While waiting at a bus stop, or simply walking outside on a cold winter’s day, you may notice how much colder you feel when the wind is blowing. Wind actually speeds up the rate at which your body loses heat.
The wind chill index was developed to help Canadians avoid the health hazards of cold windy days. Wind chill describes how cold you feel on a winter day by combining the cooling effects of both low temperature and wind. The index is expressed in temperature-like units, which makes it easy to understand and use. Having a wind chill index of -25 on a day when the outdoor temperature is -15 C means that, given the wind, it will feel like a -25 C calm wind-free day.
Serious health problems can arise from exposure to extreme cold. Every year, more than 80 Canadians die from being out in the cold too long. Many more suffer injuries such as hypothermia and frostbite, which are related to cold. These injuries are more common on windy days, as wind increases your loss of body heat. The wind chill index considers the cooling effects of both temperature and wind. It is a better measure of the discomfort you feel on a cold day than temperature alone. Thanks to this, it is a simple, practical tool that you can use to protect yourself and your family on cold winter days.
Range of Wind Chill
Risk of frostbite
What to do
|0 to -9||Low||Slight increase in discomfort.||Dress warmly.|
|-10 to -27||Low||Uncomfortable.||Hypothermia if outside for long periods of time. Dress in layers
of warm clothing.
|-28 to -39||Increasing risk: exposed skin can freeze in 10 to 30 minutes.||Check face and extremities for numbness and whiteness. Risk of hypothermia if outside for long periods.||Cover exposed skin. Wear a hat, mittens, scarf or face mask. Stay active.|
|-40 to -47||High risk: exposed skin can freeze in five to 10 minutes.||Check face and extremities frequently. Risk of hypothermia if outside for long periods.||Cover all exposed skin. Wear a hat, mittens, scarf or face mask. Stay active.|
|-48 to -54||High risk: exposed skin can freeze in two to five minutes.||Check face and extremities frequently. Serious risk of hypothermia if outside for long periods.||Be careful. Cover all exposed skin. Be ready to cut short or cancel outdoor activities.|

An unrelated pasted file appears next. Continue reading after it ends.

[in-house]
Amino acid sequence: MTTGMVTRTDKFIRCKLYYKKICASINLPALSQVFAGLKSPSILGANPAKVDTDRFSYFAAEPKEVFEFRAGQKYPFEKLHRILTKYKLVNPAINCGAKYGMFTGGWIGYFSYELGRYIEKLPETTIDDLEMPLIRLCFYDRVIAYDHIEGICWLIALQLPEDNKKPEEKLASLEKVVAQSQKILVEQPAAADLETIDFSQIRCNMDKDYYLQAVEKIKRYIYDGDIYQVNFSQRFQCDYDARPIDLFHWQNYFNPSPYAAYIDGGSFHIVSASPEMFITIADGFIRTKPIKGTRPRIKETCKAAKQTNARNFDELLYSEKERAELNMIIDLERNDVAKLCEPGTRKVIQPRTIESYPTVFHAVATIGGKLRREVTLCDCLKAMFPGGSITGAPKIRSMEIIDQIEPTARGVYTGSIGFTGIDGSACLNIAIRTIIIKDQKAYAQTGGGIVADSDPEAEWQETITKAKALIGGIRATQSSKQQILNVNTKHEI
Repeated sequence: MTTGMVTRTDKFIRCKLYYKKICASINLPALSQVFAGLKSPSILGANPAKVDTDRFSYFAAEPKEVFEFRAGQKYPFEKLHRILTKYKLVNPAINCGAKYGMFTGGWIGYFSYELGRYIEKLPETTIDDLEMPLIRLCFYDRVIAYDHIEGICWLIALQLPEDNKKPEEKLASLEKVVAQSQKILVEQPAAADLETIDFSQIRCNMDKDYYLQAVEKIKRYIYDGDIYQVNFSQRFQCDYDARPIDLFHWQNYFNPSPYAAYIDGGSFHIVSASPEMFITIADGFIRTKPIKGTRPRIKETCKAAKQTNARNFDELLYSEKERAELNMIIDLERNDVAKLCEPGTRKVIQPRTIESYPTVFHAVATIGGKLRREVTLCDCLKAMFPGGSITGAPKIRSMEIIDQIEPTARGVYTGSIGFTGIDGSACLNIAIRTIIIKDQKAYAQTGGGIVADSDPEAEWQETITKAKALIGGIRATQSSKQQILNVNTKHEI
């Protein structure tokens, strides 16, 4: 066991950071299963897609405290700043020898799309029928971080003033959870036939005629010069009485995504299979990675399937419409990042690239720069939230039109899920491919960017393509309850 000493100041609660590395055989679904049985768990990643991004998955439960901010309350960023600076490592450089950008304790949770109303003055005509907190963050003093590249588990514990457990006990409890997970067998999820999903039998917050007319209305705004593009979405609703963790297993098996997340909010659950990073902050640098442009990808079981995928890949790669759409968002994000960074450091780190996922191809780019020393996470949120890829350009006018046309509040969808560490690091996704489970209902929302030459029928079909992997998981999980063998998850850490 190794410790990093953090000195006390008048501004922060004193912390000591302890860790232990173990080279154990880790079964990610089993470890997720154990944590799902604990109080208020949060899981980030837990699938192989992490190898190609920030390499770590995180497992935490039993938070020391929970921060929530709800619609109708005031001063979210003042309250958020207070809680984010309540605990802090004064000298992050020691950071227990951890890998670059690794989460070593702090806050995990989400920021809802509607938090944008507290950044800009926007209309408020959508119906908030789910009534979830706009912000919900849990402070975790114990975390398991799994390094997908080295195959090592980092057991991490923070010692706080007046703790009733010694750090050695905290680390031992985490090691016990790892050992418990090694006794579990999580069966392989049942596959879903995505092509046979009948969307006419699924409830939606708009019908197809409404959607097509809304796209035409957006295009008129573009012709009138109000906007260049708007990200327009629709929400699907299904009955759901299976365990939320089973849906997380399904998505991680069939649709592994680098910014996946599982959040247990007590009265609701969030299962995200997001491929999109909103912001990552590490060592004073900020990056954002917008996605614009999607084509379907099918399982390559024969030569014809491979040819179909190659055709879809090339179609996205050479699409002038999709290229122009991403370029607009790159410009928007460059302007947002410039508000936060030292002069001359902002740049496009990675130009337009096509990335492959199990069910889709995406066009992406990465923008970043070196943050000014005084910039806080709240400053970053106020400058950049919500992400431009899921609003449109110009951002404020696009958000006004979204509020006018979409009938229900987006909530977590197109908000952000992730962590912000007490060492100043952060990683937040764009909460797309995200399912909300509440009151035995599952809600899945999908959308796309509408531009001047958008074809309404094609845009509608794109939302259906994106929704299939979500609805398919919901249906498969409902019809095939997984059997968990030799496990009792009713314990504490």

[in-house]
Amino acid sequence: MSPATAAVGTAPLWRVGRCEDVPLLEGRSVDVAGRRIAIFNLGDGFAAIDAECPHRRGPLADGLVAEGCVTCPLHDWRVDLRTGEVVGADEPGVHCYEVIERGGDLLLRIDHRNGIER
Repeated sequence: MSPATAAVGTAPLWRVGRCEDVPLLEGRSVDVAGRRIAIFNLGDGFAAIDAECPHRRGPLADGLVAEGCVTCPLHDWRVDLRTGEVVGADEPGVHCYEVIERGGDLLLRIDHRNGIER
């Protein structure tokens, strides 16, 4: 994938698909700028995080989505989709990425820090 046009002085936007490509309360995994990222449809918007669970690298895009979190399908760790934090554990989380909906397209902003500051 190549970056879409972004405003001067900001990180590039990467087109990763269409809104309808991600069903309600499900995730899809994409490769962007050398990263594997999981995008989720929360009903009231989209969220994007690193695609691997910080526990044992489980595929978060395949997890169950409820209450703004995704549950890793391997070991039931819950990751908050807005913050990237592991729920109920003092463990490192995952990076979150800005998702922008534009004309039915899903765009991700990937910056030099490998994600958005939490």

|-55 and colder||High risk: exposed skin can freeze in less than two minutes.||Danger! Outdoor conditions
We all run the risk of suffering cold-related injuries if we stay outside too long on a cold windy day. However, some are at more risk. Elderly people and children are particularly vulnerable since they have less muscle mass. They create less protective body heat. Similarly, people with tall slim builds feel the cold more quickly. Their body type makes them lose heat faster than those who are shorter and heavier.
Environment Canada Inquiry Centre
351 St. Joseph Boulevard
Place Vincent Massey, 8th floor
(in Canada only)
or (819) 997-2800
Wind chill site:
In addition to age and physical condition, other factors influence how much heat you lose on a cold day. Good quality clothing with insulating properties keeps in heat and protects you from cold. Wet clothing, on the other hand, loses its insulating value and chills your body rapidly.
On cold days, you should be aware of the wind chill index in the weather forecast from Environment Canada or your local weather forecast sources. Use this wind chill information to decide how to dress before going outside, and to consider your family’s outdoor activities. Many Canadian schools use wind chill values to decide whether it is safe for children to go outdoors at recess. Sports groups, such as hockey clubs, also use the system to decide whether or not to cancel outdoor practices on a cold winter day.
Outdoor physical activity is important for you and your family’s health. When you choose to go outside when it is cold, remember to protect yourself by following these tips.